By Randolph E. Schmid, Associated Press Science Writer
ABC News
Tuesday, March 29, 2011

Traces of radioactive material from the endangered Japanese nuclear plant are being detected from coast to coast in the United States and in Iceland, but amounts continue to be far below levels that would cause health problems.

The development of super-sensitive equipment to detect radiation is both a blessing and a curse, allowing scientists to monitor materials released in nuclear accidents, but also causing unnecessary worry, said Kathryn Higley, director of the nuclear engineering and radiation health physics at Oregon State University.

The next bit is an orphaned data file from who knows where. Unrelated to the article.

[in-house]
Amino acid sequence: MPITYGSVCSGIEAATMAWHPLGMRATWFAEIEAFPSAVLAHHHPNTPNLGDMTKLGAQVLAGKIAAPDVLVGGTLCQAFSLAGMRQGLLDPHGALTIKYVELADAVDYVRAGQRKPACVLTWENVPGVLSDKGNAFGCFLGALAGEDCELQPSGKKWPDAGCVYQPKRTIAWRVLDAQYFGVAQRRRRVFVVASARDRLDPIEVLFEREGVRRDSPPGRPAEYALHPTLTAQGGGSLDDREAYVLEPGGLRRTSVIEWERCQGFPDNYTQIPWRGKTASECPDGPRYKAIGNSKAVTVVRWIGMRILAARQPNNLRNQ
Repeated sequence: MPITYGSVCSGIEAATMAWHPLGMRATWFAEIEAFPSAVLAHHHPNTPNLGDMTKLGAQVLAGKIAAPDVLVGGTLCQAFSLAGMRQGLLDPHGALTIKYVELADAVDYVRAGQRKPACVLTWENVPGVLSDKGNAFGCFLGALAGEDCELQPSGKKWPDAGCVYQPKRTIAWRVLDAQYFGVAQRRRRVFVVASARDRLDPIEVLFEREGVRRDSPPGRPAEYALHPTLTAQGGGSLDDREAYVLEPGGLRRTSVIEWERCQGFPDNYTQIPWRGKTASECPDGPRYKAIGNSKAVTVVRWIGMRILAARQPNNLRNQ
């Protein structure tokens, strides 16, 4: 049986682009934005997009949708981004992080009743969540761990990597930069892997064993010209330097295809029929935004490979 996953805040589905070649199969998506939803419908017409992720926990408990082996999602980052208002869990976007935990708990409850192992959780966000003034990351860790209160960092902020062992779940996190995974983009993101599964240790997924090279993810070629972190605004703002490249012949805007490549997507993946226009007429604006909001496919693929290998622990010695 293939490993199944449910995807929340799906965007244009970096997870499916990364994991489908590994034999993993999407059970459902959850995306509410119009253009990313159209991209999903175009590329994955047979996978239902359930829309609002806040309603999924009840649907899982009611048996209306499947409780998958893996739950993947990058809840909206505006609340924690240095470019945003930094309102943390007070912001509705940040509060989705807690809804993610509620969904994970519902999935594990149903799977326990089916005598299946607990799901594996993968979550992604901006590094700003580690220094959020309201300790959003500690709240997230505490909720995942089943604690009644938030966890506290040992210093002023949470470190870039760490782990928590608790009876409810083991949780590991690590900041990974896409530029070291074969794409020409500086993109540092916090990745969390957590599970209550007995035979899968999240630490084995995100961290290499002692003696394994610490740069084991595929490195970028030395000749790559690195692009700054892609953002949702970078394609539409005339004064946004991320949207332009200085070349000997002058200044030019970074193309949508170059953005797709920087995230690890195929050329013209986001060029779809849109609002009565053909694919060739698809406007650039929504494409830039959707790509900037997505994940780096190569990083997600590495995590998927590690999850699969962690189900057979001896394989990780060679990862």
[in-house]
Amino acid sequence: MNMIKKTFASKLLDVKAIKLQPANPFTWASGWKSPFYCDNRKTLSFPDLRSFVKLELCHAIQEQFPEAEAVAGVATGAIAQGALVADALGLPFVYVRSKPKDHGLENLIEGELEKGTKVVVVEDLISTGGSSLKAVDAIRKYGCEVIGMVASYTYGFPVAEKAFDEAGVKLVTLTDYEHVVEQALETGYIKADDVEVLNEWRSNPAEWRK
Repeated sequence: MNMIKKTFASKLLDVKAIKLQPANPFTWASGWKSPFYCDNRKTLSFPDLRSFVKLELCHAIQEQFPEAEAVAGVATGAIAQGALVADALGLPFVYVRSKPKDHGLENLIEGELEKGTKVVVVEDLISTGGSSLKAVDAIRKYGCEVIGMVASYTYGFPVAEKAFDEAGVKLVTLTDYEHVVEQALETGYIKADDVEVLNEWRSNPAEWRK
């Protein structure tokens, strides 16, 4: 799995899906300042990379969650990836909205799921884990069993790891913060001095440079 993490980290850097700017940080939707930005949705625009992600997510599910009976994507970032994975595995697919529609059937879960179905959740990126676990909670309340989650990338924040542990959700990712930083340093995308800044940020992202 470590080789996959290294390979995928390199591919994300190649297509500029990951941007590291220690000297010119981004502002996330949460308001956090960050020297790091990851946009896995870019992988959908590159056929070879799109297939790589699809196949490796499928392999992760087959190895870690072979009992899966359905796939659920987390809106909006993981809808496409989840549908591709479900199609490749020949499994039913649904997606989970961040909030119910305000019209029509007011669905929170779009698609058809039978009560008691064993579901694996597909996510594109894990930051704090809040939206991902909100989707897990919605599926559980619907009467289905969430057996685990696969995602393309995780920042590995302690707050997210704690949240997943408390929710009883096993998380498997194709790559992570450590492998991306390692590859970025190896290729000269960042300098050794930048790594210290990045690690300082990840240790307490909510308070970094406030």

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Japanese Rules for Nuclear Plants Relied on Old Science
By Norimitsu Onishi and James Glanz
The New York Times
Saturday, March 26, 2011

TOKYO — In the country that gave the world the word tsunami, the Japanese nuclear establishment largely disregarded the potentially destructive force of the walls of water. The word did not even appear in government guidelines until 2006, decades after plants — including the Fukushima Daiichi facility that firefighters are still struggling to get under control — began dotting the Japanese coastline.

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Countering Radiation Fears With Just the Facts
By Denise Grady
The New York Times
Saturday, March 26, 2011